Donald Trump has succeeded in making himself the topic of conversation for market participants and likely for many American families in the remaining days before Christmas.
Trump’s last minute demand for larger stimulus checks was greeted enthusiastically by Democrats, and there was some talk that the gambit may be aimed at impacting the crucial runoffs in Georgia, where sparse polling shows Jon Ossoff and Raphael Warnock holding slight leads over David Perdue and Kelly Loeffler, the latter of whom continues to run what it’s probably fair to call a racially charged, smear campaign in a bid to demonize Warnock.
“President Trump is, as ever, erratic and all over the place but on this point, he’s right,” Ossoff said late Tuesday. “$600 is a joke. They should send $2,000 checks right now to the American people who are hurting,” he added, noting that Perdue “opposed even the first round of $1,200 checks.”
Read more: Trump Goes Rogue, ‘Thank You Very Much’
Ossoff went on to hit Perdue for stock trading. “Imagine a sitting US senator who was profiting from the pandemic buying medical and vaccine stocks, opposing even the first single round of checks.”
Warnock was even more direct. “Billionaire Kelly Loeffler thinks $600 will cover your rent, groceries, and hospital bills,” he said, commenting on Trump’s video.
The amendment was already drafted — by Alexandria Ocasio-Cortez and Rashida Tlaib, two lawmakers with whom Trump has famously clashed.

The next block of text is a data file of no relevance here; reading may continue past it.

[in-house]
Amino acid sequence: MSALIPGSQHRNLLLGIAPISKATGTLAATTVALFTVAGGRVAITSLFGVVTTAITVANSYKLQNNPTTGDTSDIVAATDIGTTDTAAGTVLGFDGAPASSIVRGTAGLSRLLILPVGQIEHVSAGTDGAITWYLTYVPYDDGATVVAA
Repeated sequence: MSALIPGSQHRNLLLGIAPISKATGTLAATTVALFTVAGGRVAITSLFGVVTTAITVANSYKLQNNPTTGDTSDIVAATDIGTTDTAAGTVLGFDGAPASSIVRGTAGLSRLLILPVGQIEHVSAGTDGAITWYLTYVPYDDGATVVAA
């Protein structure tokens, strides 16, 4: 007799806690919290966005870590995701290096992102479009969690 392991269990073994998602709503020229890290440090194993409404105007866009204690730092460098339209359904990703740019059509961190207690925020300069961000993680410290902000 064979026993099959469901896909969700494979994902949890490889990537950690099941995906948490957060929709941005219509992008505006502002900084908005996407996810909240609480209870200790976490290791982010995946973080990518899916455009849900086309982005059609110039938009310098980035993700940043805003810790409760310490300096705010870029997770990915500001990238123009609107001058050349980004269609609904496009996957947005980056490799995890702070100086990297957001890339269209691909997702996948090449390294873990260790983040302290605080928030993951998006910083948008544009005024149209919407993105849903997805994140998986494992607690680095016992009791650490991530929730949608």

“Republicans repeatedly refused to say what amount the President wanted for direct checks,” Nancy Pelosi said. “At last, the President has agreed to $2,000 – Democrats are ready to bring this to the Floor this week by unanimous consent. Let’s do it!”
It’s not clear whether this is good news for Republicans. Again, it would be naive to suggest that Trump didn’t at least run this by Mitch McConnell and it’s entirely possible that he (Trump) is aiming at the Georgia runoffs. At the same time, it’s also conceivable Trump was just going it alone.
“I’m in. Whaddya say, Mitch?,” Chuck Schumer quipped, tweeting out a picture of the amendment originally posted by Ocasio-Cortez. “Let’s not get bogged down with ideological offsets and unrelated items and just DO THIS!,” Schumer exclaimed.
According to Maggie Haberman, “the president wanted to issue such a statement before the deal had been reached but was dissuaded by aides.” That would suggest Steve Mnuchin knew Trump wanted more for direct payments. “It’s a reminder that getting him not to say something is usually just delaying, not deferring,” Haberman added.
Some Republicans will probably support the move, or at least be willing to meet Trump and Democrats in the middle. Relief checks weren’t the main stumbling block at any juncture over the past five months, or at least not that I’m aware of.
Still, this is a gamble. And not just politically. If the GOP stonewalls Trump, a lame duck, and chafes at Democratic gloating on social media, it could mean provisions like a moratorium on evictions and extra unemployment benefits lapse next week.
It’s worth reiterating, however simple an observation this might be, that if there’s no agreement, there won’t be any checks. Not $2,000 and not $600 either.
“If his major concern is he wants $2,000 relief checks, I’m sure we can accommodate his desires,” Democrat Jamie Raskin remarked, in comments cited by The New York Times. “On the Democratic side, we have been pushing for a much larger package for months.”
Commenting on the prospect of Trump vetoing the legislation after effectively sidelining himself for the duration of the talks in order to focus on a moon shot effort to overturn the election, Raskin said it would be a “ludicrous way to run government, but it’s a fitting end to his presidency.”